To help your parents from missing an appointment here or there, the best thing you can do is set up a plan for them to make it to each session. If you or a family member can’t drive them every time, arrange a taxi or an Uber to help them get there. You can even establish a schedule with a specific driver, so you always know there will be someone to get them there. There are also specialized services for the transportation of elderly patients, so you can check them out as well.

Understand what is covered by insurance, and what isn’t

Insurance can be difficult to understand, and you might need to double-check what your parents’ plan will cover, and what is not included. Make sure to inform yourself on the issue well, as there may be certain aspects of therapy that are not covered by the insurance company.

Once you have all the facts, talk to your parents’ PT and their doctor and come up with the best plan that is either covered by insurance, or which you can pay for yourself. Be honest with them about your means, but make sure your parents are getting what is best for them.

Make sure they are safe at home

If your parents have difficulty moving around, you need to make sure they don’t injure themselves further. This can be tricky, as some elderly patients will be stubborn and try to act as if the injury is simply not there.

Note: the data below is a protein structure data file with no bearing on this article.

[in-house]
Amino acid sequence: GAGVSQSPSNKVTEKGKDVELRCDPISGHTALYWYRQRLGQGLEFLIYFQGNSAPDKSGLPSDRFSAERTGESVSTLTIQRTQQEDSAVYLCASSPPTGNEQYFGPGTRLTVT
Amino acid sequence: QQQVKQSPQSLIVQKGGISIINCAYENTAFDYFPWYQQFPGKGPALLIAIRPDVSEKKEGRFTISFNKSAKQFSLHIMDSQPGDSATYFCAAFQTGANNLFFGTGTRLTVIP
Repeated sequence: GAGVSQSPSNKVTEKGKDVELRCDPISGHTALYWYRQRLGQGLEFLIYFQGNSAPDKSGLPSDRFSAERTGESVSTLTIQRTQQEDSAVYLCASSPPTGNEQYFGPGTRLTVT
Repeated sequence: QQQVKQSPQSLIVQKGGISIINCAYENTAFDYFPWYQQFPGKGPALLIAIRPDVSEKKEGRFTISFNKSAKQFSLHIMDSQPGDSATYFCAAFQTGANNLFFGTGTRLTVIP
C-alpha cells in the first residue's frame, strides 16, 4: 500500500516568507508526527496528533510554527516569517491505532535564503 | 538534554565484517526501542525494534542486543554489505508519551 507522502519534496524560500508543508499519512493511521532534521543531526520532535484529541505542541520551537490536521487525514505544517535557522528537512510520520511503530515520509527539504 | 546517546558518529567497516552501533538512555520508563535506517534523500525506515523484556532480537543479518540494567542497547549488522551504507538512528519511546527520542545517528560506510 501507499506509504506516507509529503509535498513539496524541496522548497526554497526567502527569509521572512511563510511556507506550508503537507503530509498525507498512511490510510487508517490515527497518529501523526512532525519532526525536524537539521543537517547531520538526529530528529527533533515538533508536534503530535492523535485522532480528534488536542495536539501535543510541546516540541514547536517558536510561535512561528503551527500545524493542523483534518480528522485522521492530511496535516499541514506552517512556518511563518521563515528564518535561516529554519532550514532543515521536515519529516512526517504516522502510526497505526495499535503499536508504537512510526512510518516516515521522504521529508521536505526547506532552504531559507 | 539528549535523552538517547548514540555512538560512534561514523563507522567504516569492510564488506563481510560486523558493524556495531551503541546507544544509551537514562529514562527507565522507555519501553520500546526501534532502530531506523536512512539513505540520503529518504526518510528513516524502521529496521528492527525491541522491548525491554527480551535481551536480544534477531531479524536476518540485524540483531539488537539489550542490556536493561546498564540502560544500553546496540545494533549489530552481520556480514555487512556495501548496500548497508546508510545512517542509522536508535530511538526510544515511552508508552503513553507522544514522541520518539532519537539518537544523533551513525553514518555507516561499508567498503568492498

Try to fall-proof your parents’ home as much as you can. If they need to adjust their bathtub or shower, or the layout of the furniture, help them do that and get rid of any carpets or clutter that might trip them up.

You should also equip them with a walking cane that will help support them while walking around, especially when they are going out of the house. Also, try to help them understand that all these precautions are there to help them, not make them feel less like themselves.

The most important thing you need to keep in mind is that the more you communicate with your parents about their physical therapy, the better you will be able to help them. Talk to them often, and be there when you can – they will appreciate it, even when they don’t say it outright.

Find a physical therapist that is convenient for your family.

physical therapy near me

 

Choosing the Right Physical Therapist